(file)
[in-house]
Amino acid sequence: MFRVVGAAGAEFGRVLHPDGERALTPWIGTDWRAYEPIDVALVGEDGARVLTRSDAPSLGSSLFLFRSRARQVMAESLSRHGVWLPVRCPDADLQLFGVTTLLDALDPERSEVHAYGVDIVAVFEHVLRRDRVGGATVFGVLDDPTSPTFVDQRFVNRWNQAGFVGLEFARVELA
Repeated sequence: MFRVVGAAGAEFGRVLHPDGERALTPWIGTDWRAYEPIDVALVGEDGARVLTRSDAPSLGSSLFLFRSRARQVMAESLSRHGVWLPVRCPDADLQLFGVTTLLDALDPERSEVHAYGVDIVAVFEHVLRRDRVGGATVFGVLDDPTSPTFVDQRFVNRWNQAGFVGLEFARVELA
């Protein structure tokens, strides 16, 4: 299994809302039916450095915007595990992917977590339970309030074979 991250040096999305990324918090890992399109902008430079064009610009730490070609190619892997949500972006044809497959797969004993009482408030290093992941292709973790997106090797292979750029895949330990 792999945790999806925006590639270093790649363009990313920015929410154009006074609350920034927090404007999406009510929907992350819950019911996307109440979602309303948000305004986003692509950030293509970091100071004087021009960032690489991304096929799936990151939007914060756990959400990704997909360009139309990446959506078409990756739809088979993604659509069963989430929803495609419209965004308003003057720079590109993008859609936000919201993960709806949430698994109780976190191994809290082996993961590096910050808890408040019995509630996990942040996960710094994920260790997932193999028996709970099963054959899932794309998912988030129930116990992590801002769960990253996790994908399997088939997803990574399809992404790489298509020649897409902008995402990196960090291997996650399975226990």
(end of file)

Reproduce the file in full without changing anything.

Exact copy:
[in-house]
Amino acid sequence: MFRVVGAAGAEFGRVLHPDGERALTPWIGTDWRAYEPIDVALVGEDGARVLTRSDAPSLGSSLFLFRSRARQVMAESLSRHGVWLPVRCPDADLQLFGVTTLLDALDPERSEVHAYGVDIVAVFEHVLRRDRVGGATVFGVLDDPTSPTFVDQRFVNRWNQAGFVGLEFARVELA
Repeated sequence: MFRVVGAAGAEFGRVLHPDGERALTPWIGTDWRAYEPIDVALVGEDGARVLTRSDAPSLGSSLFLFRSRARQVMAESLSRHGVWLPVRCPDADLQLFGVTTLLDALDPERSEVHAYGVDIVAVFEHVLRRDRVGGATVFGVLDDPTSPTFVDQRFVNRWNQAGFVGLEFARVELA
């Protein structure tokens, strides 16, 4: 299994809302039916450095915007595990992917977590339970309030074979 991250040096999305990324918090890992399109902008430079064009610009730490070609190619892997949500972006044809497959797969004993009482408030290093992941292709973790997106090797292979750029895949330990 792999945790999806925006590639270093790649363009990313920015929410154009006074609350920034927090404007999406009510929907992350819950019911996307109440979602309303948000305004986003692509950030293509970091100071004087021009960032690489991304096929799936990151939007914060756990959400990704997909360009139309990446959506078409990756739809088979993604659509069963989430929803495609419209965004308003003057720079590109993008859609936000919201993960709806949430698994109780976190191994809290082996993961590096910050808890408040019995509630996990942040996960710094994920260790997932193999028996709970099963054959899932794309998912988030129930116990992590801002769960990253996790994908399997088939997803990574399809992404790489298509020649897409902008995402990196960090291997996650399975226990």